Pakistan’s ex-PM Sharif appears before anti-corruption court, set to be indicted

A supporter of Pakistan’s former Prime Minister Nawaz Sharif holds his picture during his appearance at the accountability court in connection with the corruption references filed against him, in Islamabad, Pakistan, September 26, 2017. (REUTERS)
Updated 26 September 2017
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Pakistan’s ex-PM Sharif appears before anti-corruption court, set to be indicted

ISLAMABAD: Ousted Pakistani Prime Minister Nawaz Sharif appeared before an anti-corruption court on Tuesday, kicking off trial proceedings that he says are biased and which threaten to dent his party’s chances at the next general election due in mid-2018.
Sharif briefly appeared before a National Accountability Bureau (NAB) court in Islamabad on three corruption charges. He did not enter a plea.
Local TV channels reported that Sharif is scheduled to be formally indicted on Oct. 2, about two months after his disqualification by the Supreme Court for not declaring a small source of income that he denied receiving.
A Supreme Court panel has also alleged Sharif family’s wealth far exceeds their legal income.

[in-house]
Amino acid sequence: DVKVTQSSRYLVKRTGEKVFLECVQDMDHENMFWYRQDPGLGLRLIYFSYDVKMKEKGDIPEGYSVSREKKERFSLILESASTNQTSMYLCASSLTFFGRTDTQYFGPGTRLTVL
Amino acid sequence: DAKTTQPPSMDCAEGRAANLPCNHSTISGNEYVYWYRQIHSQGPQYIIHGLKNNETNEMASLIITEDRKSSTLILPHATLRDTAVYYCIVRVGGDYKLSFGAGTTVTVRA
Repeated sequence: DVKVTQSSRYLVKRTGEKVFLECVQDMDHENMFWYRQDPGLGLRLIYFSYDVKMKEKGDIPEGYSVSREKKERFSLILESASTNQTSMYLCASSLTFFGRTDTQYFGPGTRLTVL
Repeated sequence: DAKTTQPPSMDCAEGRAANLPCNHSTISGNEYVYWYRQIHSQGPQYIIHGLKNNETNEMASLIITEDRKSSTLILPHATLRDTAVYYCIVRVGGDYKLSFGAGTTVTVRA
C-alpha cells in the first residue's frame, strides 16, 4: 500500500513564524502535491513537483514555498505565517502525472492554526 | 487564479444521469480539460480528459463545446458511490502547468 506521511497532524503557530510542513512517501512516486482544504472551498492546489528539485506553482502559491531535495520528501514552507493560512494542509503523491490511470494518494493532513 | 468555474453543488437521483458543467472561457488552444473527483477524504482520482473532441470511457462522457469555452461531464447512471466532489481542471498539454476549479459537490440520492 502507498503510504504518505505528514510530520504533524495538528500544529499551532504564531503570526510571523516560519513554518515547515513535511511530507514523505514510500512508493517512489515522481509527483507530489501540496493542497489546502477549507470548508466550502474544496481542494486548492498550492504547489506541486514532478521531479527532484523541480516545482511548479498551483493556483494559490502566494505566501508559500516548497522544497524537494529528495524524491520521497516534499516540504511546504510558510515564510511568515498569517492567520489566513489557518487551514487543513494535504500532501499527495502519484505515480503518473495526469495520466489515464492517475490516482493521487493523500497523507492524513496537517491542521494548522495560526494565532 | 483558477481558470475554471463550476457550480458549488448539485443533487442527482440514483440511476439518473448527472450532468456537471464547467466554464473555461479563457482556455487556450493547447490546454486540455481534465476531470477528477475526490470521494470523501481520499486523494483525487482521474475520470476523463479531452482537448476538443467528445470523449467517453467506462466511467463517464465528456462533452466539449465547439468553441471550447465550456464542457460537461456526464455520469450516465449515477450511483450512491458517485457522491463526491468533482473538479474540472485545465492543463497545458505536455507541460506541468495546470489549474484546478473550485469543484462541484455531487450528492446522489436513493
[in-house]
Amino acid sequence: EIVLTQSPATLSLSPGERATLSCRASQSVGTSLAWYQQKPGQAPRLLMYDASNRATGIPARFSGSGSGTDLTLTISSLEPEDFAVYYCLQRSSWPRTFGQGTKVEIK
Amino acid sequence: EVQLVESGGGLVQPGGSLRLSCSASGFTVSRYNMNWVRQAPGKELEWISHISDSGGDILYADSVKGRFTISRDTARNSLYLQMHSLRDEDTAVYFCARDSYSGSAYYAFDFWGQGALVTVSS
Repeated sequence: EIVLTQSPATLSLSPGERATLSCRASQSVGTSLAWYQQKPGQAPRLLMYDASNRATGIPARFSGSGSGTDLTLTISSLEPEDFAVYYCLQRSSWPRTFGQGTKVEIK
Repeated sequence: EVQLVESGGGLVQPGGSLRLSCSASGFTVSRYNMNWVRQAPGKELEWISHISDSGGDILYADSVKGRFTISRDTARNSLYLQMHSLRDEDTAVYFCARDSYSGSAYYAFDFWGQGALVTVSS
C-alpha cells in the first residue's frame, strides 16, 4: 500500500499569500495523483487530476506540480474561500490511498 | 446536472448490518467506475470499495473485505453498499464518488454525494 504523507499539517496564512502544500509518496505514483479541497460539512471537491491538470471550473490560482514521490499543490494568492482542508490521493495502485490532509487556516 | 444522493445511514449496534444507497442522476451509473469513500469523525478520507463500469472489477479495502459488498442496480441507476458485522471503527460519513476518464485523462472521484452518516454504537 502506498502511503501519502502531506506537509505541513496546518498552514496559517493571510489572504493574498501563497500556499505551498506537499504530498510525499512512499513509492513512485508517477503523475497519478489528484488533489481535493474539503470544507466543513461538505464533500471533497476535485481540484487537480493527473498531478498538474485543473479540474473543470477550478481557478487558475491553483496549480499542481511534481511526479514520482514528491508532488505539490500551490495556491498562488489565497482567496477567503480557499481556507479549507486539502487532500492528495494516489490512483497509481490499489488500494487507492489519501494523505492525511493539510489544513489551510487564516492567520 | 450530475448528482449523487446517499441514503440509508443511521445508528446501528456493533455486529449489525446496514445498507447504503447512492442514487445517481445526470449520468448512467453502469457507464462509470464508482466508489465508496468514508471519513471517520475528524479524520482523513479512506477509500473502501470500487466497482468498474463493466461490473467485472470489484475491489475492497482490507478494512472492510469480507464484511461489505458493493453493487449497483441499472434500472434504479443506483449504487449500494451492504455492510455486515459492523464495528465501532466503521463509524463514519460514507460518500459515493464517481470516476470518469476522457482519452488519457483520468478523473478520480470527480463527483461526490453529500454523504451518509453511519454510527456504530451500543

“He has appeared before the court and by appearing he has proved to be a lion,” said Marvi Memom, a lawmaker for Sharif’s ruling Pakistan Muslim League-Nawaz (PML-N)party.
Sharif, who returned from London on Monday after about a month in Britain, told the court his wife was being treated for cancer in London and needs his care.
He did not speak to the media after his court appearance but is due to hold a televised press conference at 3pm (1000 GMT).
Sharif has portrayed the corruption claims against him as politically motivated, while his allies, including daughter and heir-apparent Maryam, have hinted Pakistan’s powerful military had a hand in his toppling. The military denies any such action.
“It’s a good thing that finally NAB and such institutions are holding rich and powerful to the count,” said Shafqat Mahmood, a senior members of the opposition Pakistan Tehreek-e-Insaf (PTI) party.